One of the teaching concepts I disagree with is the idea of “Drinking out of a waterhose”, often associated with GM Dan Inosanto. It goes like this:  You have a large group of students of varied levels and experience in one room. You need a way to give the bare-bones beginner something to take home, as well as the Guro-student who is already teaching. How to accomplish this? Without teaching over the heads of the beginner while not boring the advanced guy?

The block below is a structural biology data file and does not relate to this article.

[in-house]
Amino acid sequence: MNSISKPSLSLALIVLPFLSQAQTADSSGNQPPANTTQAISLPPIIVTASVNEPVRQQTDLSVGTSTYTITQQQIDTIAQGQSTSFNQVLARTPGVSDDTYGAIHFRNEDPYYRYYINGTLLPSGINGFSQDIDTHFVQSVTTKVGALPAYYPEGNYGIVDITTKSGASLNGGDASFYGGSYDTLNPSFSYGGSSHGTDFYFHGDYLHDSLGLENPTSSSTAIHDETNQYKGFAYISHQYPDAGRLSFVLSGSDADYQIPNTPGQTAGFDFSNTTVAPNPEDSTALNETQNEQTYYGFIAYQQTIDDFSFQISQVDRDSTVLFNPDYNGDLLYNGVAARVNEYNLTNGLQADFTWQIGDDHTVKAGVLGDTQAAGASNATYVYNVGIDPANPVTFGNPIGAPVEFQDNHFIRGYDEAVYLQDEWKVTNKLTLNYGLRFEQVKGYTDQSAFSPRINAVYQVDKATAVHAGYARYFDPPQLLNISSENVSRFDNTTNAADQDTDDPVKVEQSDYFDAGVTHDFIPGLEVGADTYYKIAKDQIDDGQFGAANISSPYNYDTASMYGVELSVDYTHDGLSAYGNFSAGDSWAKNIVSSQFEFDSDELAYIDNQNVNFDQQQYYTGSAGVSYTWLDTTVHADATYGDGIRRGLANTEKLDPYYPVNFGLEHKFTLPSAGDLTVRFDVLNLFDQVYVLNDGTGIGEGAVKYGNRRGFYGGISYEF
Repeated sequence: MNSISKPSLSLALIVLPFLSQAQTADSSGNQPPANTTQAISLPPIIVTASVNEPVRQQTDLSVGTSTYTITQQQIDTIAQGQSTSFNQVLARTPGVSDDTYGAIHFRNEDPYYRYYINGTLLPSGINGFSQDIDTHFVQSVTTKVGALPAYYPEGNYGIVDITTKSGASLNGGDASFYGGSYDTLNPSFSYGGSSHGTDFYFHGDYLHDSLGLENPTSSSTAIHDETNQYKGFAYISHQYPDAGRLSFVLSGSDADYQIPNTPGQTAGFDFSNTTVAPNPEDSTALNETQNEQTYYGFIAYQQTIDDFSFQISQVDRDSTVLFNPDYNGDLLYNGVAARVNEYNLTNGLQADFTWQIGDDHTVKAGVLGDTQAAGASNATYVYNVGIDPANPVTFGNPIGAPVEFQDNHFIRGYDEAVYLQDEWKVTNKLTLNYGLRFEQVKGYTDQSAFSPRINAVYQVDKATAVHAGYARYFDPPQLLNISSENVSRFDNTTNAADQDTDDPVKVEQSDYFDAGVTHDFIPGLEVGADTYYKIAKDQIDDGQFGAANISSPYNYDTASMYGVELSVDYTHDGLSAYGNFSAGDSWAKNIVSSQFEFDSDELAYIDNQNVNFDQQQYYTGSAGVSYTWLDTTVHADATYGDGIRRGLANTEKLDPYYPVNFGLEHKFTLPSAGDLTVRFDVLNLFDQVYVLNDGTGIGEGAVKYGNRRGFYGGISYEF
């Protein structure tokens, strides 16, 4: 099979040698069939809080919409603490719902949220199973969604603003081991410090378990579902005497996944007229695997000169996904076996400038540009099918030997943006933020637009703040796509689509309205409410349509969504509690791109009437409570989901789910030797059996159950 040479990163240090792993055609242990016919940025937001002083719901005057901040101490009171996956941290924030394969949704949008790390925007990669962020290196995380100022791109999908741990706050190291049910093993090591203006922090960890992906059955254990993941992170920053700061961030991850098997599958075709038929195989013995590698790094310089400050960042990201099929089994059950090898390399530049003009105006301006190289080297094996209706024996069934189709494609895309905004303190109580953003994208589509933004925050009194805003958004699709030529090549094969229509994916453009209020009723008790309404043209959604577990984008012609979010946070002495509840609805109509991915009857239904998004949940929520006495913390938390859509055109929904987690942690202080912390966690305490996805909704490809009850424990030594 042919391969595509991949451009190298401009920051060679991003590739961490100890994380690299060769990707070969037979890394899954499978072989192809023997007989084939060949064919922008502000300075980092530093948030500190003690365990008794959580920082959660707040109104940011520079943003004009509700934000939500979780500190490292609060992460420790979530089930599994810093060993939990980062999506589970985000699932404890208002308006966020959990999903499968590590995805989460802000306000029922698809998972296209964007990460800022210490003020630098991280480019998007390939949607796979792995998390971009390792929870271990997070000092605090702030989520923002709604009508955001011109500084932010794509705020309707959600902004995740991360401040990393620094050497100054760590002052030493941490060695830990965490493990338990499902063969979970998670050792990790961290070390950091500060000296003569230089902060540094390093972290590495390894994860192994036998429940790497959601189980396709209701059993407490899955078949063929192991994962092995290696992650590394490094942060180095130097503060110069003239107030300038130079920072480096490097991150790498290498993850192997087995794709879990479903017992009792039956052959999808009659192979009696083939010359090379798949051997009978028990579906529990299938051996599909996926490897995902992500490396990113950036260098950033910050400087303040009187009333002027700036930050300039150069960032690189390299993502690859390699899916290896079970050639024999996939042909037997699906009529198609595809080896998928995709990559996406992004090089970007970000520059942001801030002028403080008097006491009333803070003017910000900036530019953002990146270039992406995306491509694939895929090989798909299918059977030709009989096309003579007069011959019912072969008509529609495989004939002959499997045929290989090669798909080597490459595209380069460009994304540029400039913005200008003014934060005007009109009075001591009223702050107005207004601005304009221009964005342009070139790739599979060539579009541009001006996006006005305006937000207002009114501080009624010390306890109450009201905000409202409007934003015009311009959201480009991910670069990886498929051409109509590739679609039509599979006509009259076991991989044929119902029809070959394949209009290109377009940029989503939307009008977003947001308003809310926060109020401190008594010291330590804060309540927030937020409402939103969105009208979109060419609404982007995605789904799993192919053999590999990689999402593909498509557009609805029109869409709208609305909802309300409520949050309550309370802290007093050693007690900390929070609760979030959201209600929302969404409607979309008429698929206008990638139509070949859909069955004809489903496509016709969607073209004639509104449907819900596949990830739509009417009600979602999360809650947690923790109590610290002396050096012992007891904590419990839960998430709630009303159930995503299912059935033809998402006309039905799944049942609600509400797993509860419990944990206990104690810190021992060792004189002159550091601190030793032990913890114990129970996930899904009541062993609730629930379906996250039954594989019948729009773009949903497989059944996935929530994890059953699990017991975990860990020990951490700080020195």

The answer:  You give them so much technique in that session and students take away as much as they remember. You pour it out fast, give multiple variations, concepts, what-if exchanges and updated changes to the stuff they learned last time they came. Those who can drink fast, retain more. Those who cannot, retain what they can. Hmmph. Well, thank God for camcorders and cell phones. At the end of every seminar, there should be at least two or three breaks where the GM dazzles them with a display of choreographed give and take/counter demonstrations, along with the “you-can-do-dis-you-can-do-dat” with a Filipino accent. Ooooo…. Ahhhhh….. How authentic. Makes you feel like a Mindanao warrior. lol